Today, we are excited to share an exclusive interview with Alexander Quiroga. Mr. Quiroga is a member of the Broadway company ensemble of “Wicked”, and previously, he was a universal swing for the show. Check out his insight below!
When did you first know you wanted to be an actor?
I guess when I was 14 or 15. I realized a few things about who I was and of the kind of man I wanted to be in those years that are still prominent. I suppose I was a bit ahead of schedule. Or maybe I’m still just waiting to grow up… I’ll never forget doing West Side Story in H.S. when I was a freshman. That did it. I remember watching the guys in Miss Saigon come out of the stage door at the Broadway Theatre when I saw it. I knew then that that’s where I wanted to be. I liked River Phoenix and Ethan Hawke. Those guys made me want to act. And Robert Downey, Jr. I was 15.
What was your first professional acting job? What did you learn from it?
Well, my first professional experience was interning at the Dorset Theatre Festival. I actually worked in every department which made me feel like I could better relate to the wardrobe or crew in all my future work because I’ve done it. As an actor I think it’s important to at least acknowledge and respect all the departments and that is not always the standard practice for some performers. I feel theatre is all about collaboration.
What was your audition process like for “Wicked”?
I was invited to a dance call to replace L.J. Jellison. I remember feeling awful about the combo but I sang well. A few months later I flew in from Houston for a day to audition for the first national tour. I was in tech for A Chorus Line at TUTS and the director Baayork Lee let me go. I love her. It was a huge call and we danced hard and it was fun. I didn’t feel good about how I sang but Stephen Schwartz was there so I’m sure I was nervous. Never again will I fly and audition on the same day. If I can help it. I also remember Joe Mantello getting up from around the table to shake my hand. That was so kind. Being in the room is always awkward and since Joe’s an actor I’m sure he understands that more than anyone. I wasn’t asked to open the first national but I was asked to come in again. This time to audition and replace Derrick Williams. I danced well and I sang well but, to no avail. Again, I wasn’t chosen. A few months later I was doing Evita at Gateway Playhouse and I got a call. This time it was with an offer to be a universal swing. They were about to open the third company Chicago and there were more to come. I swung the NY and Chicago companies for a year and then replaced Ben Cameron on Broadway. Incidentally, his was the first vacation I ever covered.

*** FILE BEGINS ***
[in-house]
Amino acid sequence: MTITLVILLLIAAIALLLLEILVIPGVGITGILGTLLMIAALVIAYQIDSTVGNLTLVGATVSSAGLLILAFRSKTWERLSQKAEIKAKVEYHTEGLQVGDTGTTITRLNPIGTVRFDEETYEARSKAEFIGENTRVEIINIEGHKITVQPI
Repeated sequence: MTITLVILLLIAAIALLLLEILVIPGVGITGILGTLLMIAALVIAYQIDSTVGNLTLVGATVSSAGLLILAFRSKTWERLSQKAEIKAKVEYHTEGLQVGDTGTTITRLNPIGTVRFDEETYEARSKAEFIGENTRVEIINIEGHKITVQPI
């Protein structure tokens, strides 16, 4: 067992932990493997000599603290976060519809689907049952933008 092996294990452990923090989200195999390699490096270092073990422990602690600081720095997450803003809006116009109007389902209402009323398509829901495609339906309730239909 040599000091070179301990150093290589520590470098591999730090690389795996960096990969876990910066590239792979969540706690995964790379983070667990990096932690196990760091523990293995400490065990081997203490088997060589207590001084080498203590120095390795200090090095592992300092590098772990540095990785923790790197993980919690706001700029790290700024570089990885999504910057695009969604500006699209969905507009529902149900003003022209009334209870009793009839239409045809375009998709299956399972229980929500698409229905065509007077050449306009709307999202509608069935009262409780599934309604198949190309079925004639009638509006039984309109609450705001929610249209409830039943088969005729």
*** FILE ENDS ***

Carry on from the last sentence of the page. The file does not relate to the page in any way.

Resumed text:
Had you seen “Wicked” prior to being cast?
Yes, and I wasn’t that into it. I remember having a hard time figuring out where my friends on stage were.
In your time as a swing, what was your favorite track to perform and why?
Probably, Elphaba’s Father because I used to hate doing it and I learned how to overcome the initial challenges. I remember feeling like I was failing because I was playing the father of someone the same age, if not older, than I was. And it was getting in my head. Eventually, I got to a place where I believed my own work and enjoyed getting to do one of the first, and best, features in the show. Everything you do will present its own pesky challenges but I believe conquering them is what makes the thing worth doing.
What is your favorite costume to wear in the show?
My Emerald City. I love the cape, it’s so major. FYI : I’m told my costumes don’t appear in any other company. Those looks are exclusively Broadway.
What are your favorite songs and scenes to perform? To watch?
I like dancing in Ozdust, I love the choreography. I watch Defying Gravity on occasion from the wings. I would watch it every night but I’m usually starving at that point and eating whatever I had delivered to the stage door an hour prior.
Have there been any funny bloopers/mishaps you’d like to share?
Not really. Things can get off track once in a while but we’re usually capable of coping and moving on. And facing upstage to laugh.
Have you had to adjust any day-to-day habits to protect your body and voice whilst in the show?
I don’t go out dancing anywhere near as often as I used to. I haven’t skied in years either. Oh, and I love yoga. It works for me.
After being in “Wicked” for so long, how do you keep your performance fresh from day to day?
At this point it’s in the muscles. All I have to do is listen and let it take me for the ride.
What is your typical “schedule” for a normal day in the show?
I don’t have a typical schedule. Sometimes I go to the gym before work and get on stage still high from the work out. Sometimes I’ll be in class all day then I’ll come to work. Some, if I have to be up early, I’ll nap in the afternoon so I’ll have enough energy for the show. One thing I will say is there are just as many hours devoted to the show while away from the show as when you’re there, doing the show. Whether it’s for preparation or recovery.
What, for you, are the best and worst parts of being in a megahit like “Wicked”?
I’ve learned a lot about marketing and branding. The best part is being a part of something that moves so many people. The worst: I don’t know. Maybe it’s feeling branded. Sometimes I wonder if, because I’ve done it so long, it’s all people think I’m good for. Or maybe that’s what I tell myself sometimes…I don’t know.
Do you have any dream roles?
My dream is to create roles.
What advice would you give to aspiring performers?
I would say, stay true to who you are. You may not even know who you are yet, but as you get to know yourself. Your point of view is all you have as an actor that makes you special. Anybody can fit a type if they try hard enough. But you’ll fly if you tap into what’s important to you and use it in your acting. Be yourself. After all, it’s you that they’ve come to see.